Wednesday, November 26, 2008

Horowitz on how to deal with lawyers: avoid them

My kids love Anthony Horowitz's work, from the Diamond Brothers mysteries through Alex Rider and on to the Power of Five series. But one of the things I really like about Horowitz himself, beyond the fact that he writes entertaining books, plays and TV scripts, is the progressive perspective he takes to life's difficulties and his line on the best way to deal with lawyers: avoid them!

"I don’t know how many of you have been reading his DEMONATA series. I must say I’ve been enjoying it. But Volume 8, WOLF ISLAND, has just come out and I notice that there is a character in it called Antoine Horwitzer. Any ideas who that could be? In the story, he’s a sort of mad scientist type...

Anyway, my lawyers have studied the book and the bad news for Darren Shan is that they agree it’s definitely defamatory…which is to say that I could win millions from him in court. The good news is that I’ve decided not to sue. If there’s one piece of advice that everyone should stick to in their life it’s AVOID LAWYERS. This is good advice even for lawyers. However, I will be having my revenge. Next year, I have a third collection of horror stories coming out. The title (at the moment) is: AAAGH: TEN UNUSUAL WAYS TO DIE and one of the stories is called THE MAN WHO KILLED DARREN SHAN. I have started re-writing it. Out go all the compliments about CIRQUE DU FREAK and THE DEMONATA. And instead…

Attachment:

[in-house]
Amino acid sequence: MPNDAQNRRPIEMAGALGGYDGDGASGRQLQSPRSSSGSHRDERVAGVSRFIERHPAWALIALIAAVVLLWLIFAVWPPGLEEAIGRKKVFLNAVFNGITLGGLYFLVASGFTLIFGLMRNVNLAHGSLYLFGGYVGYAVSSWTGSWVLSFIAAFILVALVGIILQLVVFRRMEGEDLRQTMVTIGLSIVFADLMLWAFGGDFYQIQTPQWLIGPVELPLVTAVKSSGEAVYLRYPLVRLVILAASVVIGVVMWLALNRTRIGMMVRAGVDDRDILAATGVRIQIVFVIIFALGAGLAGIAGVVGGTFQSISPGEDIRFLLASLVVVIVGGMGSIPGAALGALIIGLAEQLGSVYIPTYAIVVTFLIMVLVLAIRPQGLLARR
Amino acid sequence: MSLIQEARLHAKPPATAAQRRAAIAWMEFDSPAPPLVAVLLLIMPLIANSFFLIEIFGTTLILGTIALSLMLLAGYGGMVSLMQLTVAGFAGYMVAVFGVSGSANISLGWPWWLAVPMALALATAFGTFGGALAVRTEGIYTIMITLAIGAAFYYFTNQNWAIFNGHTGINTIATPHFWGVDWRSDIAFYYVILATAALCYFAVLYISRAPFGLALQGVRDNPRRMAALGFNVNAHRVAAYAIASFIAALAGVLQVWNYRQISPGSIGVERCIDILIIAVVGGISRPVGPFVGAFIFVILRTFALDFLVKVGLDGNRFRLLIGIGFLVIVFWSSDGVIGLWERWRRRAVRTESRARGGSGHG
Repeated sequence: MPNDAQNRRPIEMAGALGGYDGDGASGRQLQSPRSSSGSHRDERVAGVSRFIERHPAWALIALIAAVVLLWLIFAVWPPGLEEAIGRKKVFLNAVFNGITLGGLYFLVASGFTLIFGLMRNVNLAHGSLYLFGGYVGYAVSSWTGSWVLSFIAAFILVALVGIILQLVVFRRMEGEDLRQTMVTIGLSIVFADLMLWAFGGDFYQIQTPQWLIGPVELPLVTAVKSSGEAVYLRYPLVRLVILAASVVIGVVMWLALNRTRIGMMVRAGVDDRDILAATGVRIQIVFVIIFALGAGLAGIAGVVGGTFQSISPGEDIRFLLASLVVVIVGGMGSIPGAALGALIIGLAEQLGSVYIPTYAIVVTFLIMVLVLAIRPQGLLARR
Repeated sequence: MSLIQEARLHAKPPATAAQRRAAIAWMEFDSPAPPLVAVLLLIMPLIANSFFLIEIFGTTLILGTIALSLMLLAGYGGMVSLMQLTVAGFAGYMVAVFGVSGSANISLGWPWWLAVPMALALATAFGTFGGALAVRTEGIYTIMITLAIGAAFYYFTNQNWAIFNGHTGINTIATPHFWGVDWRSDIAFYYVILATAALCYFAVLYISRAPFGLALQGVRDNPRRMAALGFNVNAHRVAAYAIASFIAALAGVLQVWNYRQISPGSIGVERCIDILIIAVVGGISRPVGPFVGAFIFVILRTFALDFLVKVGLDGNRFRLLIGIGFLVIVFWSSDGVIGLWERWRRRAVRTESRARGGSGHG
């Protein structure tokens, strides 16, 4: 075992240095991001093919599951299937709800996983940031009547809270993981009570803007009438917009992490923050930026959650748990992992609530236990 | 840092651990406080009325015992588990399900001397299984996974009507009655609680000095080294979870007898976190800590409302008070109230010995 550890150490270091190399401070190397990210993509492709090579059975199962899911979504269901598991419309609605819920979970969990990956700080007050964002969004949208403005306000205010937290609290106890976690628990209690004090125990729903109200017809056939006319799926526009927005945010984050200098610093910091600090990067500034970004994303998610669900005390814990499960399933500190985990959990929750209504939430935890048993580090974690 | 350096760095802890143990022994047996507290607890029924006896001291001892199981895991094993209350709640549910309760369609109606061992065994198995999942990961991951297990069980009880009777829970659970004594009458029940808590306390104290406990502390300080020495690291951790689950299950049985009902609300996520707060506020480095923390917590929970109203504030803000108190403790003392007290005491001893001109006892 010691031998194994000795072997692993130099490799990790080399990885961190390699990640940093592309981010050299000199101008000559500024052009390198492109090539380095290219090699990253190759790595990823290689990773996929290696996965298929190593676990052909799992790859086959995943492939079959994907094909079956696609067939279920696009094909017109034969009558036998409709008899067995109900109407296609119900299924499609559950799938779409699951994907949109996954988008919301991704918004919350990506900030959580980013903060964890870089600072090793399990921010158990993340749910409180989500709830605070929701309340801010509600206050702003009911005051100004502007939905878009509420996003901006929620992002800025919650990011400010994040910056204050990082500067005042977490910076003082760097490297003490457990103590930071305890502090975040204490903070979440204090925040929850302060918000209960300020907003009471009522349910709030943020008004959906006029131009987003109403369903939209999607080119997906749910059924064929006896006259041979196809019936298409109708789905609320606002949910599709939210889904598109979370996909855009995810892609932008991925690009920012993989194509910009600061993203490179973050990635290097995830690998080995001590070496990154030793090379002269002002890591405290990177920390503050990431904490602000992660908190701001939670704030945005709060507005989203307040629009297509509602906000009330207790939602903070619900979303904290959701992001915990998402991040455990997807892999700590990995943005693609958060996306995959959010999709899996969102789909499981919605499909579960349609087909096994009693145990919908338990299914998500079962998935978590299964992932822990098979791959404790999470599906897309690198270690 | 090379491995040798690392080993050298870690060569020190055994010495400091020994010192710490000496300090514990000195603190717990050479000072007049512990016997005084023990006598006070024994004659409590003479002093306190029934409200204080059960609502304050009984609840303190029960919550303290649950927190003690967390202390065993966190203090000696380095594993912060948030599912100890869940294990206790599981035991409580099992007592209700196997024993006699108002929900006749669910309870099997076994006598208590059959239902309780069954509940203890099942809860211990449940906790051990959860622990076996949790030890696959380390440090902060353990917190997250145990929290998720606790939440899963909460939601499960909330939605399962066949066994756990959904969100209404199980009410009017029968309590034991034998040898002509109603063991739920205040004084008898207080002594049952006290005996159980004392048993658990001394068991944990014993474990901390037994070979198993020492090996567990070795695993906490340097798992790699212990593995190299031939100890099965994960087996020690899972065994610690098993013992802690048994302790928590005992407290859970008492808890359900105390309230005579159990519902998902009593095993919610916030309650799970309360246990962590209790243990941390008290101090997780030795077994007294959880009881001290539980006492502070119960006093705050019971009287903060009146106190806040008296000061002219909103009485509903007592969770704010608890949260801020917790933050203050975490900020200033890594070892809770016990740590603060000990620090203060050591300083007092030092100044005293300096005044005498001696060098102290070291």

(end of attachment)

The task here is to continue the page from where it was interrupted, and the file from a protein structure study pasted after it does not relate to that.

Next Halloween, Darren. Wait and see."

Very good.

He's also on record lamenting the state of copyright laws and pointing out, patiently and affably, the degree to which writers like himself depend on earlier creators for inspiration. Anyone reading the Diamond Brothers stories, who is familiar with the work of Raymond Chandler and Alfred Hitchcock, for example, can't fail to see the plot origins of Horowitz's stories in that series. As far as I know it never became an issue but it would have been criminal if some over excitable copyright lawyers or movie companies' legal representatives got in the way of the publication of such an entertaining series of books for kids.

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